Also, tracking shots! There are five simple motivations for moving the camera — following characters; showing a moving character’s POV; the psychological reaction intensifier; telling a story by showing things in succession; exploring space. Surprisingly, Charlie’s tentative first moves were of the last-named kind, and they sometimes seemed like distractions. But his pull-back from Edna’s portrait in THE VAGABOND worked as a combination of spacial exploration and storytelling. His push onto the dance floor in THE COUNT is a stab at following characters, but the relationship of dancers and camera was slightly amorphous. Here, tracking along with Charlie and Eric keeps them roughly the same size but also adds importance to them, increases the involvement of our eyes, intensifies our emotional response.

It’s all the more suspenseful because Charlie is simply trying to pretend Eric doesn’t exist — just about the weakest thing he could do.

Charlie wanders around Chaplin’s set, followed by Rollie Totheroh’s camera in a deadpan pan.

As Charlie loiters by the police telephone, trying to get his hand on the mouthpiece without the rest of his body showing any interest — so that Eric will disregard his hand, seeing it as an independent creature for which Charlie is not responsible (this is a good technique if you’re operating a puppet in plain view and you want people to believe it’s alive) — Charlie produces his sickly smile, a Rik Mayall effect not seen on the Chaplin countenance since the cinema scene in TILLIE’S PUNCTURED ROMANCE. And that wasn’t even the Tramp character.

Grabbing the phone but getting caught at it, he transforms it by mime into a snake charmer’s flute, to which surely Bully Eric could have no objection? I mean, everybody likes music, right?

This has an unexpected but gratifying effect — Eric, who is not the sharpest lug hammer in the box, grabs the phone and looks into it, to see if it really does have musical properties. I think. The motivations of large and terrible men may be slightly beyond me. Charlie seizes the moment and clonks his new friend on the bristly occiput with his truncheon. No effect.

This may be the first time anyone thought of doing a basic slapstick wallop and having it not work, and using that for comic terror. A technique copied by everyone, or certainly by Roger Moore and Richard Kiel. I think maybe Sean Connery and Harold Sakata also.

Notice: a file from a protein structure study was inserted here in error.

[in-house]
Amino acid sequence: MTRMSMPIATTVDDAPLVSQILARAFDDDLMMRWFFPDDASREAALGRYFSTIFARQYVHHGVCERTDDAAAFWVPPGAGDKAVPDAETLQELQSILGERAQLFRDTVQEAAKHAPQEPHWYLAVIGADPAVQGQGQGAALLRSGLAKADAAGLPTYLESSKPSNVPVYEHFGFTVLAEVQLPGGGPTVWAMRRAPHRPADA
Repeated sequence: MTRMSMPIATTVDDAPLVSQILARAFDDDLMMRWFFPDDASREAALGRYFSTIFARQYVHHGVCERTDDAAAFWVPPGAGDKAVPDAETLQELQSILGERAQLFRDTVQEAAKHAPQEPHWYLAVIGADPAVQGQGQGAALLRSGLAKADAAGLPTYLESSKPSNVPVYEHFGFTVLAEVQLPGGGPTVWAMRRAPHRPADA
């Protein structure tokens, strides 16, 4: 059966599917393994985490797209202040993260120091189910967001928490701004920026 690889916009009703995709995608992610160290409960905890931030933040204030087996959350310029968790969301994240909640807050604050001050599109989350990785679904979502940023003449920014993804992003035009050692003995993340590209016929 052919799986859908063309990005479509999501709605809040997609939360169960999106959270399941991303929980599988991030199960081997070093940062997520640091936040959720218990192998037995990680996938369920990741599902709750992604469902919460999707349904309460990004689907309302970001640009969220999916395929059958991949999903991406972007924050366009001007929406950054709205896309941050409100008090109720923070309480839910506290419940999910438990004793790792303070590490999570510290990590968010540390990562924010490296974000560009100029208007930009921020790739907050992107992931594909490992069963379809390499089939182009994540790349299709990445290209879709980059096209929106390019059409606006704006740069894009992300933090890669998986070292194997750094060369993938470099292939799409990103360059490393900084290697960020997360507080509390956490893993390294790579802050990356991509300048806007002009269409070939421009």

Everything Chaplin’s doing is suspense-based, without Hitchcockian editing but with performance that adjusts the audiences focus from character to character in less than the blink of an eye. And it’s all comedy too.

Eric is apparently taking such pleasure in his work — menacing is fun! — he wants to demonstrate what he’s going to do to his victim on a lamp post — Easy Street is a portal to Victorian London so I’m not saying “streetlight.” It’s like when Withnail attributes imaginary threats to wrestler Jeff Wode:

‘In fact, he’d probably tell you what he was going to do before he did it. [Starts acting out the scene in his head] “I’m going to pull your head off”. “Oh no, please, don’t pull my head off”. “I’m going to pull your head off because I don’t like your head.”‘

Eric can’t tell Charlie because it’s a silent film, so he SHOWS, and Charlie seizes the chance to humanely gas his opponent.

Fiona, like many audiences before, was fairly horrified by this part of the struggle — Campbell, an early progenitor of the mutant chief in Batman: The Dark Knight Returns, makes a grisly spectacle of succumbing to asphyxiation. But it’s all done with scientific care and the community’s best interests.

Fiona was twice fooled into thinking Eric was dead. He’s like Michael Myers, only with a face.

Charlie is now a figure of fear like Eric had been, and he reprises the gag where the street’s populace creeps into view behind him then flees in terror when he turns.

When the other kops come scurrying round the corner to see if Eric is really defeated, I unaccountably get an Akira Kurosawa vibe. Certainly Kurosawa saw Chaplin films as a kid, and certainly he became a master of moving actors in groups in wide shots. It’s the way they scatter horizontally upon emerging here…

Charlie lights a ciggie and blows up the gaslight.

Next — the movie just pretends that didn’t happen — he helps a desperate woman who’s stolen some groceries. That is, he helps her steal MORE. He’s an unconventional policeman. Like Special Agent Chester Desmond, he’s got his own M.O.

Modus operandi!

This middle part of the film is somewhat aimless, but Charlie’s good deeds impress Edna favourably. We meet Loyal Underwood, a relatively new member of the stock company, playing a feeble little guy who’s somehow fathered a small army.

Eric regains consciousness at the kop shop, snaps his handcuffs, and initiates a donnybrook. Batons have no effect! He shoves one constable out of shot for an instant, and when he drags him back into view, the fellow has metamorphosed into a floppy dummy, and is used to belabour his fellows. All done with framing rather than the more usual jumpcut.

Meanwhile Charlie is feeding the children as if they were chickens. “I do that because I despise them,” Chaplin told someone or other. Strange, for a man who’d have so many kids himself.